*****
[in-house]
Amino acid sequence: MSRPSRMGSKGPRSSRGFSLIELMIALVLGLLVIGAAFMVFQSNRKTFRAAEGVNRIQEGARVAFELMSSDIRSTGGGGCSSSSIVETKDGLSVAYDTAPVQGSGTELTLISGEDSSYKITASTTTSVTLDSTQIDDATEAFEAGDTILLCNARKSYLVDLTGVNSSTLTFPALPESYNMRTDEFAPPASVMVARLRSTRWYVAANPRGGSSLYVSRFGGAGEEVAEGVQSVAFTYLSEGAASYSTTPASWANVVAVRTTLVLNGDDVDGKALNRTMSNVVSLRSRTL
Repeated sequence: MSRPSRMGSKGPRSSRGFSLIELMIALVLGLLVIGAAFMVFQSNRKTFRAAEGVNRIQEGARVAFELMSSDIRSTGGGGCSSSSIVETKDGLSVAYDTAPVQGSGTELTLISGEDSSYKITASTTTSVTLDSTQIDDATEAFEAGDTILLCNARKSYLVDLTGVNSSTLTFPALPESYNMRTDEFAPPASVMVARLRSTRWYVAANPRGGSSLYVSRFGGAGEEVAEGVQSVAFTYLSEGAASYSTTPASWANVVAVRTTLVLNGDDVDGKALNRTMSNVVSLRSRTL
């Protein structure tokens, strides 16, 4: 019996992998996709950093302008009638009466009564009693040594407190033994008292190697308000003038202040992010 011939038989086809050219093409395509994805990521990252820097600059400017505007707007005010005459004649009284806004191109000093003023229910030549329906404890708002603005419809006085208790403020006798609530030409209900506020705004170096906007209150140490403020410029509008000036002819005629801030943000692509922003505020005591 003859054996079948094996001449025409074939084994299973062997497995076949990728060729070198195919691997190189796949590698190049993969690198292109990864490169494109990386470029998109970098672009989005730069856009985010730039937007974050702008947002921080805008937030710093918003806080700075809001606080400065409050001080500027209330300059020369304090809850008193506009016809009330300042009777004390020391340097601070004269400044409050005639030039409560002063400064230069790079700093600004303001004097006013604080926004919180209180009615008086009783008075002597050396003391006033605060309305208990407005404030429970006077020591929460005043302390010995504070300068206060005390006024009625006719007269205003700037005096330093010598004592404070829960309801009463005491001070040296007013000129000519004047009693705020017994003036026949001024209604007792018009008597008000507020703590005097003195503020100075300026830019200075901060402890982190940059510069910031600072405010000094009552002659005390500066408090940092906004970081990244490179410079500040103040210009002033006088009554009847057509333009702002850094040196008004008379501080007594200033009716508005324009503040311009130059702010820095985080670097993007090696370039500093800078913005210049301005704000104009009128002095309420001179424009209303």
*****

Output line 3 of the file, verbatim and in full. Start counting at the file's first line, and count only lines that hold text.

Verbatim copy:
Repeated sequence: MSRPSRMGSKGPRSSRGFSLIELMIALVLGLLVIGAAFMVFQSNRKTFRAAEGVNRIQEGARVAFELMSSDIRSTGGGGCSSSSIVETKDGLSVAYDTAPVQGSGTELTLISGEDSSYKITASTTTSVTLDSTQIDDATEAFEAGDTILLCNARKSYLVDLTGVNSSTLTFPALPESYNMRTDEFAPPASVMVARLRSTRWYVAANPRGGSSLYVSRFGGAGEEVAEGVQSVAFTYLSEGAASYSTTPASWANVVAVRTTLVLNGDDVDGKALNRTMSNVVSLRSRTL